loganair: By Rupert Hargreaves - Global mining giant BHP Billion has quickly established itself as one of the FTSE 100’s top income plays over the past few years. After reporting a near-90% fall in net profit for 2015, and then a loss in 2016, BHP reported net income of $5.9bn in 2017. To celebrate, management hiked the group’s dividend payout by 200% in 2017 to $0.85 (64p). While City analysts are expecting the company’s earnings growth to continue this year, what really grabs my attention is BHP’s free cash flow. Plenty of cash: For the six months to December last year, BHP delivered free cash flow of $4.9bn. Underlying attributable profit climbed 25% to just over $4bn. The miner’s robust cash generation allowed management to declare a half-year dividend of $0.55 per share (41p), up 38% year-on-year. City analysts are currently expecting a dividend of $1.20 for the full year. It looks like the firm is on track to hit this target, giving the shares a forward dividend yield of 5.6%. BHP’s excess cash generation is also allowing the company to pay down debt. Net debt fell 23% to $15.4bn at the end of last year, down nearly 80% from the level reported in 2013. This proves BHP’s dividend is funded with surplus free cash and the firm is not borrowing additional funds to pay the dividend or fund its operations. Meanwhile, BHP’s cash generation is expected to continue for at least the next two years. It should also receive a boost from its up-for-sale portfolio of onshore US shale assets. Analysts believe the price tag is $7bn-$9bn. Exiting at $9bn would give the company plenty of funding to reduce net debt below its $10bn-$15bn target range. So, the City is expecting BHP to return several billion of excess funds, after reducing debt. With this being the case, I believe BHP’s 5.6% dividend yield is an excellent buying opportunity to build a retirement income.
loganair: BHP Billiton Limited (ASX: BHP) and Rio Tinto Limited (ASX: RIO) are becoming dividend plays by Rosemary Steinfort: Mining companies usually not perceived as dividend plays, such as Rio Tinto Limited (ASX: RIO) and BHP Billiton Limited (ASX: BHP) are paying annual dividend yields of 4.6% and 3.8% respectively, both fully franked. Mining companies have been able to step up their dividend payments after becoming awash with cash from the rebound in commodities prices, as well as keeping capital expenditure under control and restructuring their businesses when commodity prices went south.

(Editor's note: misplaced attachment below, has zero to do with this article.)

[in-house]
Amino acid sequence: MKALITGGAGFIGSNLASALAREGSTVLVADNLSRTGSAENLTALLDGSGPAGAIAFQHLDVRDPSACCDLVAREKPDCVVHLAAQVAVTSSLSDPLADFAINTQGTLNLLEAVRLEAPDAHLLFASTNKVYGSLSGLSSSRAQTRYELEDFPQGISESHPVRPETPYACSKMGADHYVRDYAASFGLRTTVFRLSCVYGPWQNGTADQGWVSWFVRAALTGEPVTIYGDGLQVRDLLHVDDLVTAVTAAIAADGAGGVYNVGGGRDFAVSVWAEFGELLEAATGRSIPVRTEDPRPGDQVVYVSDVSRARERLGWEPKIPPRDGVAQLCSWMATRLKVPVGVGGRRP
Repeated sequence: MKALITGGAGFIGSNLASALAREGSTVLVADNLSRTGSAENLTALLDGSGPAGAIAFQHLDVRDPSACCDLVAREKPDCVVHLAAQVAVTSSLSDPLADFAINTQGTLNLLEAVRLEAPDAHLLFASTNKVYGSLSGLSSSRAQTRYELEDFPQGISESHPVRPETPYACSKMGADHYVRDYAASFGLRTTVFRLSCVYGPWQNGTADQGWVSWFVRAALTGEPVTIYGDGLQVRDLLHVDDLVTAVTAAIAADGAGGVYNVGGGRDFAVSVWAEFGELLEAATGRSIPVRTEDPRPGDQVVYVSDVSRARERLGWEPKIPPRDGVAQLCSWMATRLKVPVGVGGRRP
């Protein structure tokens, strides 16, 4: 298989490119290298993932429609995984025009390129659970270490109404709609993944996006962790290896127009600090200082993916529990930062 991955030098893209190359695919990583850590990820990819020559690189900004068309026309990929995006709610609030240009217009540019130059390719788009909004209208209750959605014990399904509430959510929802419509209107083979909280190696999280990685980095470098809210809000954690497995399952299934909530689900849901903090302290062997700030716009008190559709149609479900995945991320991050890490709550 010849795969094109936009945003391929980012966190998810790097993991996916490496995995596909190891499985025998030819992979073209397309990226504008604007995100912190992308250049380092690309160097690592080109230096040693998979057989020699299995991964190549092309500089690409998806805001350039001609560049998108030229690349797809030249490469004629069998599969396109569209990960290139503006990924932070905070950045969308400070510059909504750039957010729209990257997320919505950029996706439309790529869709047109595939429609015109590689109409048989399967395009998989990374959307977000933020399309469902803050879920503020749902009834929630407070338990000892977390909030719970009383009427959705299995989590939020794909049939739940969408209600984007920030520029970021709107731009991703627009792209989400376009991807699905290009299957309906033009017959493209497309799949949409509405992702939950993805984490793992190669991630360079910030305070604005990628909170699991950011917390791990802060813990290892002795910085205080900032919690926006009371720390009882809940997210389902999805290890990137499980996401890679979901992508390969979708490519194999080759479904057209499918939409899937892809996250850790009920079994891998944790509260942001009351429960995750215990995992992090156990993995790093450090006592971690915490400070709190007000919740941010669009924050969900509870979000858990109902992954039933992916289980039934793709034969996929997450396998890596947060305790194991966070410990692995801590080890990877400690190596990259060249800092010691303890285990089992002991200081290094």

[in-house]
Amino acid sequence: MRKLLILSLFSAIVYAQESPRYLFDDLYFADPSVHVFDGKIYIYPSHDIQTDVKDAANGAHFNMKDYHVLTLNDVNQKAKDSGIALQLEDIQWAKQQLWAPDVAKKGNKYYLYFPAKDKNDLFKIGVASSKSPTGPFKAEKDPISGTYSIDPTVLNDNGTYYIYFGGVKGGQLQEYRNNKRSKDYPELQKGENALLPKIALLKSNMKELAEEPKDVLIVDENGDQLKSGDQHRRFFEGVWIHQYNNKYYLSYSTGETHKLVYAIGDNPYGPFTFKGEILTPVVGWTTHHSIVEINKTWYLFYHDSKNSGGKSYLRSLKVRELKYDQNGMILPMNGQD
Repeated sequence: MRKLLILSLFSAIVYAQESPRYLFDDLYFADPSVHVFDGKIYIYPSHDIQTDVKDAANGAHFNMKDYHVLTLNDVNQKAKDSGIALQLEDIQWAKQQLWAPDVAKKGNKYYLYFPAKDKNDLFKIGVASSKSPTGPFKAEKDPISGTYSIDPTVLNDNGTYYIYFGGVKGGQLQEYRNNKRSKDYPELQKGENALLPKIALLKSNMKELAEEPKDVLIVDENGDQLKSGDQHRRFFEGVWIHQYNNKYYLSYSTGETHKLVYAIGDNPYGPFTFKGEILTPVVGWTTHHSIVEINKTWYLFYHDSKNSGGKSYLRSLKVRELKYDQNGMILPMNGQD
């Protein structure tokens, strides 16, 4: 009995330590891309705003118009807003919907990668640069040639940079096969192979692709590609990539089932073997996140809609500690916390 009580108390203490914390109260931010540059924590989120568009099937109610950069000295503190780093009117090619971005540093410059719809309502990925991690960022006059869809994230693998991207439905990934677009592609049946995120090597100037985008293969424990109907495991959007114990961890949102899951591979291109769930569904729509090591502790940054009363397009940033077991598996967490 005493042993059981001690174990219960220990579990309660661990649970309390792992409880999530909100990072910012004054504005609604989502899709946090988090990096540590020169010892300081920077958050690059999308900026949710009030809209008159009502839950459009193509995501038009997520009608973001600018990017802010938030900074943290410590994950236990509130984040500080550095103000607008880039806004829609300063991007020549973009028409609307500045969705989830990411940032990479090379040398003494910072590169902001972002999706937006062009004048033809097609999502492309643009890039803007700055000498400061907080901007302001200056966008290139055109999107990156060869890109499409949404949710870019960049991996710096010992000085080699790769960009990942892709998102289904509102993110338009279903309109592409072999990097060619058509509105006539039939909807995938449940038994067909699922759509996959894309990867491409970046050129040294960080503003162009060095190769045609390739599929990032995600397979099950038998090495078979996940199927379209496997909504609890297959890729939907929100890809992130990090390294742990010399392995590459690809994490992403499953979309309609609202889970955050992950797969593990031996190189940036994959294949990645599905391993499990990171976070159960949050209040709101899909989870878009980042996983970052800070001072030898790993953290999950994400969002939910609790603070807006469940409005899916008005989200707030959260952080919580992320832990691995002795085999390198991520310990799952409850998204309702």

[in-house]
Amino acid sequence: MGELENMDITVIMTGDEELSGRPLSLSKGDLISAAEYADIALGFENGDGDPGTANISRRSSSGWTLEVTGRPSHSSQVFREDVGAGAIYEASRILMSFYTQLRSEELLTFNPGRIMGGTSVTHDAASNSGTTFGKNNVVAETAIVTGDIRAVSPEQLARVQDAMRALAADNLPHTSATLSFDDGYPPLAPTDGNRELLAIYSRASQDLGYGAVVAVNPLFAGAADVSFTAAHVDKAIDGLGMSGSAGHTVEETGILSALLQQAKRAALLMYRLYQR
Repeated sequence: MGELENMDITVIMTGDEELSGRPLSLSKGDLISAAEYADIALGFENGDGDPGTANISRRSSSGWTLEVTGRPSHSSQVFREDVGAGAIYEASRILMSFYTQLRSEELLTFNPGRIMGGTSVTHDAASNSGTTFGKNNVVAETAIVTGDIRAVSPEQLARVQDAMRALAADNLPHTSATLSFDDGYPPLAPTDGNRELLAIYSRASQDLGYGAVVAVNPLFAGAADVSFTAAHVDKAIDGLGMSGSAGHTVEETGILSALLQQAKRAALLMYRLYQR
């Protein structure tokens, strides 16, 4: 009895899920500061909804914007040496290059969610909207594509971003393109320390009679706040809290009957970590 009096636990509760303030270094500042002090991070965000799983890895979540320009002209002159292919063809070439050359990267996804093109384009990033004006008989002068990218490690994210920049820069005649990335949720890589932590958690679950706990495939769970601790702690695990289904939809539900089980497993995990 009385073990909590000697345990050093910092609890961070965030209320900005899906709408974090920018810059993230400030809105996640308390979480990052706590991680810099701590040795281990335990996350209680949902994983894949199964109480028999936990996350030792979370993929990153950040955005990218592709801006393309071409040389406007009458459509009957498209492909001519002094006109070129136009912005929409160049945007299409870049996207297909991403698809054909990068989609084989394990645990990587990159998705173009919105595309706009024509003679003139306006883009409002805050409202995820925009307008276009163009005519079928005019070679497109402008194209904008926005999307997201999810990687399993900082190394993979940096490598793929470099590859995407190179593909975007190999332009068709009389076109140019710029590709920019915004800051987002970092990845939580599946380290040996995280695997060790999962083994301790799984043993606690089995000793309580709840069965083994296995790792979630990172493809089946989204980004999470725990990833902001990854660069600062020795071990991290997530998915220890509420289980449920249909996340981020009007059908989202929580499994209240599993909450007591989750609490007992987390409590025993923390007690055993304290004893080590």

loganair: BHP Billiton: A Good Income Investment: BHP now generates ample excess cash flow; more than enough to pay its dividend and downsized capital expenditure needs in 2018. So far in this fiscal year, BHP has generated $7.3 billion in cash flow from operations, $1.8 billion of which goes into maintenance capital expenditure and another $1.8 billion has gone into the dividend. 'Organic development' takes another $1.9 billion of capital expenditure, presumably to keep production flat. With all that out of the way, BHP has $1.7 billion in free cash flow left over, most of which it is applying to improve the balance sheet. In this environment, it is much better for BHP to delever than it is to plow capital into new projects. BHP remains in a financially strong position. Pays you to wait: BHP pays you handsomely to wait, which is one of the reasons I continue to recommend the stock. Currently, BHP yields 5%, there's plenty of cash flow by which to pay that dividend. Expect the dividend to track earnings per share, as BHP is committed to paying half of its earnings per share in the form of dividends and BHP has a long history of a progressive dividend, with the exception of 2016 when the company had no choice. I suspect BHP will at the very least continue to raise dividends by low single-digits. BHP is a very cyclical company, and share price tends to track earnings tightly. The good news is, it appears the recovery in commodity prices is well underway. What you'll certainly get from BHP is a generous 5% yield that the company should be able to sustain in any cycle. The commodities BHP are in, copper, iron, and metallurgical coal, are both economically sensitive and volatile. However, BHP has situated itself to the point where it can make an impressive profit even at today's commodity prices. For this reason, I recommend BHP Billiton, particularly as this is a sector which income investors typically gloss over.